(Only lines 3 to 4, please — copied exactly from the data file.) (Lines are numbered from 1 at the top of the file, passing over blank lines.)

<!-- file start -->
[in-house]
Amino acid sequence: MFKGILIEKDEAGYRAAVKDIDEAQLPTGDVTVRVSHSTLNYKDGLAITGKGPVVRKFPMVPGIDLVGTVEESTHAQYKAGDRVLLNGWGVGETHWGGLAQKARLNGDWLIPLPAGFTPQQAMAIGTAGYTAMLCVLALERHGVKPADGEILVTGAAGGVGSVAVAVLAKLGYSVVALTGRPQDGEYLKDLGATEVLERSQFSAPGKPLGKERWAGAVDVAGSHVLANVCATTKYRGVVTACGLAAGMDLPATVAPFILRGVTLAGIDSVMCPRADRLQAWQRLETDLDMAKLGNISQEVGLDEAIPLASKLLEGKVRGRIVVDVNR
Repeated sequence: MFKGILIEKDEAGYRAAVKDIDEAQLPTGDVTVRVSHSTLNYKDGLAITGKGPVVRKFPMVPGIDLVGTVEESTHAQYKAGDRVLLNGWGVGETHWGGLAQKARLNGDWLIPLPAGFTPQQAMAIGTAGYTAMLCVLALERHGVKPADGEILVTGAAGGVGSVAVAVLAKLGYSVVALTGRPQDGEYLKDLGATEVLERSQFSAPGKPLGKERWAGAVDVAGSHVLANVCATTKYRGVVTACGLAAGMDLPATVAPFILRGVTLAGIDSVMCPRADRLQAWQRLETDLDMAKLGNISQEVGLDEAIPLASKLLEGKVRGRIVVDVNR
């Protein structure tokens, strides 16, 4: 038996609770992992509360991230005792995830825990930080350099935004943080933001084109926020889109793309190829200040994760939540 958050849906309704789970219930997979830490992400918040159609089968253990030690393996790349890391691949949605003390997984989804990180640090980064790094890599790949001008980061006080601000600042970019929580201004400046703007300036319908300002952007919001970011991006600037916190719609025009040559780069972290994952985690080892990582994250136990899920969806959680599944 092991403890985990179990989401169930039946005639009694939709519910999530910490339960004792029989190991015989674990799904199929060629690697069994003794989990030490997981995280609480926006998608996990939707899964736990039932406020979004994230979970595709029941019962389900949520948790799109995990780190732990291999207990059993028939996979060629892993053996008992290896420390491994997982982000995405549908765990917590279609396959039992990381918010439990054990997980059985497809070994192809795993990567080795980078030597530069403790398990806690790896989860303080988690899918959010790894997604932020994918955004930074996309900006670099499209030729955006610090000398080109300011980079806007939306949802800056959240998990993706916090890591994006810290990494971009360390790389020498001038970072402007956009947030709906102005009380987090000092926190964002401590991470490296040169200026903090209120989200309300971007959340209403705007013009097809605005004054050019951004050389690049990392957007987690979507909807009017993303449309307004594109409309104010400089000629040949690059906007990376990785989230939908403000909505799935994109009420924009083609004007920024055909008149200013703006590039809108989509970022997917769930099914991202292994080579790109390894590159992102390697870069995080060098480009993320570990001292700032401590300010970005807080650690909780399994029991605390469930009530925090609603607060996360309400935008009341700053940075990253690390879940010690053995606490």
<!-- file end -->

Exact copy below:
Repeated sequence: MFKGILIEKDEAGYRAAVKDIDEAQLPTGDVTVRVSHSTLNYKDGLAITGKGPVVRKFPMVPGIDLVGTVEESTHAQYKAGDRVLLNGWGVGETHWGGLAQKARLNGDWLIPLPAGFTPQQAMAIGTAGYTAMLCVLALERHGVKPADGEILVTGAAGGVGSVAVAVLAKLGYSVVALTGRPQDGEYLKDLGATEVLERSQFSAPGKPLGKERWAGAVDVAGSHVLANVCATTKYRGVVTACGLAAGMDLPATVAPFILRGVTLAGIDSVMCPRADRLQAWQRLETDLDMAKLGNISQEVGLDEAIPLASKLLEGKVRGRIVVDVNR
């Protein structure tokens, strides 16, 4: 038996609770992992509360991230005792995830825990930080350099935004943080933001084109926020889109793309190829200040994760939540 958050849906309704789970219930997979830490992400918040159609089968253990030690393996790349890391691949949605003390997984989804990180640090980064790094890599790949001008980061006080601000600042970019929580201004400046703007300036319908300002952007919001970011991006600037916190719609025009040559780069972290994952985690080892990582994250136990899920969806959680599944 092991403890985990179990989401169930039946005639009694939709519910999530910490339960004792029989190991015989674990799904199929060629690697069994003794989990030490997981995280609480926006998608996990939707899964736990039932406020979004994230979970595709029941019962389900949520948790799109995990780190732990291999207990059993028939996979060629892993053996008992290896420390491994997982982000995405549908765990917590279609396959039992990381918010439990054990997980059985497809070994192809795993990567080795980078030597530069403790398990806690790896989860303080988690899918959010790894997604932020994918955004930074996309900006670099499209030729955006610090000398080109300011980079806007939306949802800056959240998990993706916090890591994006810290990494971009360390790389020498001038970072402007956009947030709906102005009380987090000092926190964002401590991470490296040169200026903090209120989200309300971007959340209403705007013009097809605005004054050019951004050389690049990392957007987690979507909807009017993303449309307004594109409309104010400089000629040949690059906007990376990785989230939908403000909505799935994109009420924009083609004007920024055909008149200013703006590039809108989509970022997917769930099914991202292994080579790109390894590159992102390697870069995080060098480009993320570990001292700032401590300010970005807080650690909780399994029991605390469930009530925090609603607060996360309400935008009341700053940075990253690390879940010690053995606490």